According to the World Health Organization (WHO), there are now over 93,000 confirmed cases of coronavirus all over the world, and the death toll has climbed to over 3,000. California has pronounced a state-wide emergency after the first life was lost due to the outbreak. Iran is set to limit travel between major cities, while the Swiss government banned gatherings of more than 1000 people. Apple warned retail employees about the shortage of replacement iPhones, F8 conference (along with many other events) has been cancelled.
Depending on how the situation develops, the UK might send employees to work from home for three months – a decision many other countries might need to consider as well. Companies with employees in the most affected areas have already issued a work from home order, but many more have banned travel to these countries.
The predictions from the International Air Transport Association (Iata) state that the airlines industry could be losing up to $113 billion this year, and the collapse of British airliner Flybe is proof that this industry needs plans which will protect it.
Generally, business around the world have been affected by coronavirus in three major ways, and we’ll explore them in this article:
- Supply chains have been disrupted;
- Number of consumers is lowering;
- Work limitations.
Disrupted Supply Chains
China is the world’s largest supplier, so naturally businesses from everywhere are heavily affected when Chinese factories close down. Which is exactly what happened with the outbreak of coronavirus.
Technology and automotive sectors are two sectors which suffered the most, since China accounts for 30% of global exports of electric and eclectic components. Lockdown of the Chinese Apple factories is the main reason Apple reported that they expect loss in revenue in Q1 of 2020. Samsung has been flying parts from China to factories in Vietnam to try and keep up with the production because their trucks weren’t allowed to cross the border. Jaguar Land Rover was flying parts in suitcases, so they could continue making cars in the UK without interruption.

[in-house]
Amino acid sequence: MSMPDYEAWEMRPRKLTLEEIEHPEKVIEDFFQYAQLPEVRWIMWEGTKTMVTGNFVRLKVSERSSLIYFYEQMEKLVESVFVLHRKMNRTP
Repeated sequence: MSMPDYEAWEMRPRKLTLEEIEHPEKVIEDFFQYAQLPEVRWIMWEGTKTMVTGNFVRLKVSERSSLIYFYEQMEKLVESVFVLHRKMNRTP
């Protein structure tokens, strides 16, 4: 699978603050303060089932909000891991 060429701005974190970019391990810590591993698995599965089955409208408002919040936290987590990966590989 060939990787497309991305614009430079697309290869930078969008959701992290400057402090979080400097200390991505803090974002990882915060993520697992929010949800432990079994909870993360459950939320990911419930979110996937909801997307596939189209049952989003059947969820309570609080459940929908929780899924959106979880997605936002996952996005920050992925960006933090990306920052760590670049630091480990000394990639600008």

Lower Consumer Numbers
Consumer-facing businesses keep counting their losses because they keep losing Chinese customers. This is especially true for luxury brands, whose pool of customers is almost 50% of the Chinese descent. According to some economists, the drop of 10% in Chinese spending in Q1 could lead to a 4% drop in annual profits.
In general, consumers in China have been spending only the 3rd of what they used to, and it can be expected that the same thing will happen around the world as the virus is spreading even more.
Work from home exploded in a short period of time, but the managers are facing a completely new set of challenges since the whole companies are now working remotely. Corporate travels have been banned, or limited only to the most important business matters.
Even though many companies already have work from home policies in place, it’s rare that entire company or branch suddenly works from home. While this type of work can bring out more productivity, employees and employers who aren’t used to it can run into many challenges.
In a remote environment daily usual things like chatting with coworkers, having lunch together, tracking attendance and having brainstorming sessions in front of a whiteboard are not really possible. Not to mention, asynchronous communication isn’t something all teams are used to.
The fact is that coronavirus outbreak won’t be contained anytime soon, and that companies must prepare while they still have the time. It’s advisable to read up on the best practices for teleworking, investigate how other companies are doing it and rely on numerous work from home guides you can find.
The post Here’s How Coronavirus Is Disrupting the Business World appeared first on Market News Bizz.